official duties, from directly or indirectly receiving or
requesting compensation from anyone other than the town in
relation to any particular matter in which the same town is a
party or has a direct and substantial interest.

12. Both the condemnation order and the reinspection are
particular matters for purposes of the conflict of interest law.

13. In light of the town's extensive regulation of local health
matters, any work done pursuant to a condemnation order and/or in
anticipation of a subsequent reinspection is work done "in
relation to" matters of interest to the town.[1]

14. The $3,500 Mr. Stone received for doing the repairs was not
received in the course of his discharging any official duties.

15. By receiving $3,500 for work done to make repairs on the
property, Mr. Stone received compensation from someone other than
his town in relation to both the condemnation order and the
subsequent reinspection, thereby violating G.L. c. 268A, s.

16. The Commission is unaware of any evidence to indicate that
Mr. Stone knew he was violating s. 17(a) when he acted as
described above.[2] In addition, the Commission has given
consideration to the fact that Mr. Stone showed sensitivity to
the conflict issue by obtaining advice in advance from a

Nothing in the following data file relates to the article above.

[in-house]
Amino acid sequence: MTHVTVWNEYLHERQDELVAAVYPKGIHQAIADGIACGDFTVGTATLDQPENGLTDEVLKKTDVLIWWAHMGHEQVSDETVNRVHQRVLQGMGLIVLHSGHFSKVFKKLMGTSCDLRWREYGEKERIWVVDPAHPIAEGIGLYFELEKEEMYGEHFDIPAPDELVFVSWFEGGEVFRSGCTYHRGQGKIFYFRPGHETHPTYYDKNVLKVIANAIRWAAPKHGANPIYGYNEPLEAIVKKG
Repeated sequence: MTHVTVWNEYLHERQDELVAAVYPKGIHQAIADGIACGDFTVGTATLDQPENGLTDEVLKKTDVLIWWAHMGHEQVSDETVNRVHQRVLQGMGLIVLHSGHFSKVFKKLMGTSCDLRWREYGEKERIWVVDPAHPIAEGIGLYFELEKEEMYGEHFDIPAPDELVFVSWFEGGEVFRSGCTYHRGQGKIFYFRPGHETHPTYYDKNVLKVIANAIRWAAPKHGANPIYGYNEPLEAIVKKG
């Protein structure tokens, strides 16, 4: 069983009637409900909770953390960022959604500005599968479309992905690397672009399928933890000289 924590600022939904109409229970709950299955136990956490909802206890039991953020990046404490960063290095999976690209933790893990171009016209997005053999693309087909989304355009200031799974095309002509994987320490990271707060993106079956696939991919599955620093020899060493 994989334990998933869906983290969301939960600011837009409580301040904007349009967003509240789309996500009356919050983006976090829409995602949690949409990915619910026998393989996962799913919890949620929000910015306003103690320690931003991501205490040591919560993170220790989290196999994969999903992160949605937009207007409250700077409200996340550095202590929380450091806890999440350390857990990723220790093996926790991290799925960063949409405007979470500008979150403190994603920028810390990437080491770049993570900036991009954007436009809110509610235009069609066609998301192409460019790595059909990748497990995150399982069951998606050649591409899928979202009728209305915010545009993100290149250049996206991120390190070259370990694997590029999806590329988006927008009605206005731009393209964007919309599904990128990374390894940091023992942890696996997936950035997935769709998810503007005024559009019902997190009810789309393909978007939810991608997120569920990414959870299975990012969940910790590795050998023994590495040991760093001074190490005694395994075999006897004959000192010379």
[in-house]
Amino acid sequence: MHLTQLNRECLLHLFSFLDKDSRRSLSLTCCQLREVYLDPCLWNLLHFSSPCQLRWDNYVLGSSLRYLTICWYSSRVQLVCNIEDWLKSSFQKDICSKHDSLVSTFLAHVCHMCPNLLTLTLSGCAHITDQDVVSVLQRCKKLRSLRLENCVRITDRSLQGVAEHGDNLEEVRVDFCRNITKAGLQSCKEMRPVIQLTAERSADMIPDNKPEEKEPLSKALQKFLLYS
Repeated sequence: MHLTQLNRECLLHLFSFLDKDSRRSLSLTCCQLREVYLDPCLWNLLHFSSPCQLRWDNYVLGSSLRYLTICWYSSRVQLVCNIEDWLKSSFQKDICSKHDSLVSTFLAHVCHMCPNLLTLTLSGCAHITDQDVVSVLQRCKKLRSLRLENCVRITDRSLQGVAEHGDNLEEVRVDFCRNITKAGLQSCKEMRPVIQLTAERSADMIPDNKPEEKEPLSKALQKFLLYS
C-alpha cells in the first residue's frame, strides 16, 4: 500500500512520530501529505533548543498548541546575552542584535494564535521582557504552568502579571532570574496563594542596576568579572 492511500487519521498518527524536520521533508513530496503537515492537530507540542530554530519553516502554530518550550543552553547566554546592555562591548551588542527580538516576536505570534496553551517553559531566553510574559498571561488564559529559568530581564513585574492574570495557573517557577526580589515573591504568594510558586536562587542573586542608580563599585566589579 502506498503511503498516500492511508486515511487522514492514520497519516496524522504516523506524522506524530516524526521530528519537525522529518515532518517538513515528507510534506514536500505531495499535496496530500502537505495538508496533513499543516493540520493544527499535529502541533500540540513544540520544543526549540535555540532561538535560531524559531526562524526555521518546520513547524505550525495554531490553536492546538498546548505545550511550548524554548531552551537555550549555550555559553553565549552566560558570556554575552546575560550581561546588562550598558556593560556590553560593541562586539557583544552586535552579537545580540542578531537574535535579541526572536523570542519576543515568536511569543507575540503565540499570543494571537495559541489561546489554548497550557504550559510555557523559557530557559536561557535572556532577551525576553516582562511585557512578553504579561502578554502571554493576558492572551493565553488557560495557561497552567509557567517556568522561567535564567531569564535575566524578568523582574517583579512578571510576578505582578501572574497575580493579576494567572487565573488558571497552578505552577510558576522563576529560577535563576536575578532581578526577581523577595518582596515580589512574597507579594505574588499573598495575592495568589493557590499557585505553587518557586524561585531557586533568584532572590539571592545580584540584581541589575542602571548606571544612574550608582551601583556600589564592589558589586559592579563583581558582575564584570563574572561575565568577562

Selectman. Mr. Stone cannot rely on such advice as a defense,
however.[3] In order to protect himself from the risk that his
own or others' analysis of the situation was incorrect, Mr. Stone
was entitled to seek a written opinion from the Commission. Such
an opinion, sought in advance and based on an accurate
representation of the material facts, would provide a complete
defense against an alleged violation of the conflict of interest

Based on the foregoing facts, the Commission has determined
that the public interest would be served by the disposition of
this matter without further enforcement proceedings on the basis
of the following terms agreed to by Mr. Stone:

1. that he pay to the Commission the amount of two hundred
fifty dollars ($250.00)[5] as a civil penalty for his violation
of s. 17(a); and

2. that he waive all rights to contest the findings of fact,
conclusions of law and terms and conditions proposed under this
Agreement in this or any related administrative or judicial civil
proceeding in which the Commission is a party.

DATE ISSUED:  November 22, 1988

[1] See EC-COI-87-31.

[2] Ignorance of the law is no defense to a violation of G. L.
268A. In the Matter of Joseph Doyle, 1980 SEC 11, 13 See also,
Scola v. Scola, 318 Mass. 1, 7 (1945).

[3] See, In the Matter of John J. Hanlon, 1986 SEC 253, 255.

[4] Mr. Stone could also have sought a written opinion from Town
Counsel. Such an opinion, once reviewed and concurred with by the

Page 388

Commission pursuant to 930 CMR 1.03. would also have provided a
complete defense.

[5] But for the mitigating factors described above, the
Commission would have insisted on a higher fine. The Commission
may impose a fine up to $2,000 for each violation.